For elementary and middle school students in the Fairfax school system, summer offerings will depend on which school they attend. Due to budget cuts, not every school will offer summer courses.
School board vice chair Brad Center says something is better than nothing, especially under current financial constraints. But the lack of one uniform curriculum may make things tricky in the future.
"I do have a concern that it will be difficult to measure how successful we are, and then where do we go from that," he says.
As it stands, approximately two thirds of the district's 177 elementary and middle schools will be offering some sort of summer curriculum this year.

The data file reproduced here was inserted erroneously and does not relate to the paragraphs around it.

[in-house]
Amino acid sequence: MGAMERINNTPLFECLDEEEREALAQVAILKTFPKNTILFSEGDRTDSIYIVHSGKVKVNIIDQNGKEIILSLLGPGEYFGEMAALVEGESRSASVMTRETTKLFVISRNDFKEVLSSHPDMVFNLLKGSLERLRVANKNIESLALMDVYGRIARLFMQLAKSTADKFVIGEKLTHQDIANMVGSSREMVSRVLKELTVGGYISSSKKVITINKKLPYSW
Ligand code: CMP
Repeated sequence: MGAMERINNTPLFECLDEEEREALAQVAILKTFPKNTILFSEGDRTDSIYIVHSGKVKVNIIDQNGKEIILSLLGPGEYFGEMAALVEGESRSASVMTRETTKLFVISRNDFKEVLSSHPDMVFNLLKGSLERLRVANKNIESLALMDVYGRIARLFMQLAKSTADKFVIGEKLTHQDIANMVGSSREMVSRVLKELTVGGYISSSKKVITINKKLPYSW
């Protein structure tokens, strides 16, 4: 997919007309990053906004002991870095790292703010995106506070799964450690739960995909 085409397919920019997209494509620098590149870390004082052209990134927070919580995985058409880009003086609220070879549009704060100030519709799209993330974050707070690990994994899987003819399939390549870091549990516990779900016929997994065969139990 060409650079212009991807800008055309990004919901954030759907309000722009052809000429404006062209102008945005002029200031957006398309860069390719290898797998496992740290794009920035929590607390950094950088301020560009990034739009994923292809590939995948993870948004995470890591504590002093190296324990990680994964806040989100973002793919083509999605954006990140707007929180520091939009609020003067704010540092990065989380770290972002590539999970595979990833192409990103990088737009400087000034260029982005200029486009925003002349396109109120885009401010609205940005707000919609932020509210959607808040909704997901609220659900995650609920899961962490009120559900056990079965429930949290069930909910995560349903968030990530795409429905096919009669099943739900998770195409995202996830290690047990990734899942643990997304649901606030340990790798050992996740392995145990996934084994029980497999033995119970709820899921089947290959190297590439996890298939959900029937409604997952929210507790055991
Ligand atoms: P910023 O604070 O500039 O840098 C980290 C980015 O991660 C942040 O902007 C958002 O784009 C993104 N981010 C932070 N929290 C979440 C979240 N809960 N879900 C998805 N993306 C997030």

Attendance is also expected to be robust at Fairfax's high schoools. Debbie Strayhorn, who heads summer school programs at Lake Braddock High School in Fairfax, will oversee 1,400 students.
Some of those students are part of the district's summer institute for the arts, and others need credits to meet state standards.
"Half the students are here for enrichment, so they're excited about being here," she says. "The other half the students are motivated to graduate, so they're going to do what they need to do in their classes."